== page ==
Drawing and painting were used to convey images before photography, so representational art was considered most valuable.  When photography was invented, realistic images could be replicated easily and accurately, so the value of drawing/painting as representation collapsed.  Impressionism and other non-representational genres emerged as “valuable” art.

For centuries, the only way you could hear a musical piece written by a certain musician was to write down the music note for note and get another musician to play it exactly as the first one had. When recording equipment was invented, replication was easy and accurate.  Immediately, jazz and other improvisational forms became highly valuable.

You see where I’m going with this, right?  Since Gutenberg, the printed book was the cheapest, quickest way to transfer a large block of written work.  With Internet technology making replication quick and cheap, publishers everywhere are seeing themselves become unnecessary.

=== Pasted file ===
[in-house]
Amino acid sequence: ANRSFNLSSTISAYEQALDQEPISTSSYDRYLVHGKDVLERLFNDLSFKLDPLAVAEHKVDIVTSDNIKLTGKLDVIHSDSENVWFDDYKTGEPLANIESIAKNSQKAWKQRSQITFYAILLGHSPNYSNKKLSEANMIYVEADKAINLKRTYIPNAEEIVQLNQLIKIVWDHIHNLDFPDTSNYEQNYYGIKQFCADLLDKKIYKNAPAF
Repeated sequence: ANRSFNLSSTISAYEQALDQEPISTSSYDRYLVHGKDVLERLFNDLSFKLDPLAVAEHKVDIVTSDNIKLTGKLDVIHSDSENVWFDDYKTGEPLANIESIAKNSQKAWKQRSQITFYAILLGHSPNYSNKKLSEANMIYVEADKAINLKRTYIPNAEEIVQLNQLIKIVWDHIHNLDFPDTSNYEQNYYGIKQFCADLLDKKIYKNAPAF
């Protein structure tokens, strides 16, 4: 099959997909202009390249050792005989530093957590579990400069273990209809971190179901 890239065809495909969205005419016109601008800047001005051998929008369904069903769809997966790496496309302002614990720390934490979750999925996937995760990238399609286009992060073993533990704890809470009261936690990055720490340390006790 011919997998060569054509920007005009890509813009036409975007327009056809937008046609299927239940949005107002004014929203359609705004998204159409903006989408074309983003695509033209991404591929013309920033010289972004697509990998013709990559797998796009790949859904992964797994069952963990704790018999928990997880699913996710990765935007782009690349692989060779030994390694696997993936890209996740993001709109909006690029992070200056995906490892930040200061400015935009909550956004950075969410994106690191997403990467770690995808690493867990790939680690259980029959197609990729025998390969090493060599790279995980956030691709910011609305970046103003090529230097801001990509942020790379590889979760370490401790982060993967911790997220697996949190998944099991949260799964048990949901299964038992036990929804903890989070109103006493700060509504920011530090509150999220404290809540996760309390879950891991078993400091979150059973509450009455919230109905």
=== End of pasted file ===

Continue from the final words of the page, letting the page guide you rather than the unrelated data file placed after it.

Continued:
Question:  What is the literary equivalent of impressionism or jazz?

Because that’s what’s going to become valuable in what has always been the book world.  I have a few ideas of my own, but I’m dying to hear your take on this.



Painting and music moved in two different directions because of technology.

Painters discovered that in order to succeed, they needed to become more human, more emotional and less like cameras. Pushing to the cutting edge and being personal were the two ways painters thrived over the last hundred years. When you see a painting, you probably know who made it.

Musicians discovered that in order to succeeded, they needed to create music that would spread, recordings that would be shared and talked about and bought in bulk. They didn’t write on commission for the king, they wrote for the radio. Ideas that spread, win.

Writers are discovering that a book that tells people how to do something is obsolete. Knowledge no longer needs to live in an arcane format like a book. And facts are free, because they spread easily.